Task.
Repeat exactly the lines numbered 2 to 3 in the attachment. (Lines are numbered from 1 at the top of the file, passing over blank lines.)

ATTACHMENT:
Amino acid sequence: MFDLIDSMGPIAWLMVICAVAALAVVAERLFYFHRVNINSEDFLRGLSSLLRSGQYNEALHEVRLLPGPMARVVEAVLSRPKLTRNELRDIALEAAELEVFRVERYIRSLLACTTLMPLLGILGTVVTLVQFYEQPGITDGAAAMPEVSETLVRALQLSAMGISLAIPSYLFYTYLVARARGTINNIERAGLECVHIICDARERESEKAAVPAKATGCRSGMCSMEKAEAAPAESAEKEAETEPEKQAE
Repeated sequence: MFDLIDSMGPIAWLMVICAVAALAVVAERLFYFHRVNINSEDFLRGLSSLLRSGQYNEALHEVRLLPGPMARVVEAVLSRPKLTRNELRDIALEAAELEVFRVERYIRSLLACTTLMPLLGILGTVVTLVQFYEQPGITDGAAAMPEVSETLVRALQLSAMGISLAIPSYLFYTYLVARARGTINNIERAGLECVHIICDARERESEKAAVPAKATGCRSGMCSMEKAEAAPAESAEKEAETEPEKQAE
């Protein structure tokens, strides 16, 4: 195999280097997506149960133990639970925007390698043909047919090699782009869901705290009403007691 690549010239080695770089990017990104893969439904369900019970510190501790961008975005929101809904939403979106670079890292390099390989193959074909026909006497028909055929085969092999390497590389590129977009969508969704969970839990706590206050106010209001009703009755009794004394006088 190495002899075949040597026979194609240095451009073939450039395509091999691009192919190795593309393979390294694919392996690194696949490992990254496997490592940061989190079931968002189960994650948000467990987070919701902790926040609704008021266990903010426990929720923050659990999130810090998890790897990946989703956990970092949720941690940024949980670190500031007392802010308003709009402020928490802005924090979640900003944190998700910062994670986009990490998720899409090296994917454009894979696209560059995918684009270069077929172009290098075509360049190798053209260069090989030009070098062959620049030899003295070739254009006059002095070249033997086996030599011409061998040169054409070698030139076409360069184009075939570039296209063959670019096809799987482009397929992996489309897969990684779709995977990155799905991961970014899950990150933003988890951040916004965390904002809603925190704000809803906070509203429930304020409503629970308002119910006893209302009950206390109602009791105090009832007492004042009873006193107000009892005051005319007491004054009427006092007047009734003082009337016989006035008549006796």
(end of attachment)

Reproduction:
Repeated sequence: MFDLIDSMGPIAWLMVICAVAALAVVAERLFYFHRVNINSEDFLRGLSSLLRSGQYNEALHEVRLLPGPMARVVEAVLSRPKLTRNELRDIALEAAELEVFRVERYIRSLLACTTLMPLLGILGTVVTLVQFYEQPGITDGAAAMPEVSETLVRALQLSAMGISLAIPSYLFYTYLVARARGTINNIERAGLECVHIICDARERESEKAAVPAKATGCRSGMCSMEKAEAAPAESAEKEAETEPEKQAE
């Protein structure tokens, strides 16, 4: 195999280097997506149960133990639970925007390698043909047919090699782009869901705290009403007691 690549010239080695770089990017990104893969439904369900019970510190501790961008975005929101809904939403979106670079890292390099390989193959074909026909006497028909055929085969092999390497590389590129977009969508969704969970839990706590206050106010209001009703009755009794004394006088 190495002899075949040597026979194609240095451009073939450039395509091999691009192919190795593309393979390294694919392996690194696949490992990254496997490592940061989190079931968002189960994650948000467990987070919701902790926040609704008021266990903010426990929720923050659990999130810090998890790897990946989703956990970092949720941690940024949980670190500031007392802010308003709009402020928490802005924090979640900003944190998700910062994670986009990490998720899409090296994917454009894979696209560059995918684009270069077929172009290098075509360049190798053209260069090989030009070098062959620049030899003295070739254009006059002095070249033997086996030599011409061998040169054409070698030139076409360069184009075939570039296209063959670019096809799987482009397929992996489309897969990684779709995977990155799905991961970014899950990150933003988890951040916004965390904002809603925190704000809803906070509203429930304020409503629970308002119910006893209302009950206390109602009791105090009832007492004042009873006193107000009892005051005319007491004054009427006092007047009734003082009337016989006035008549006796």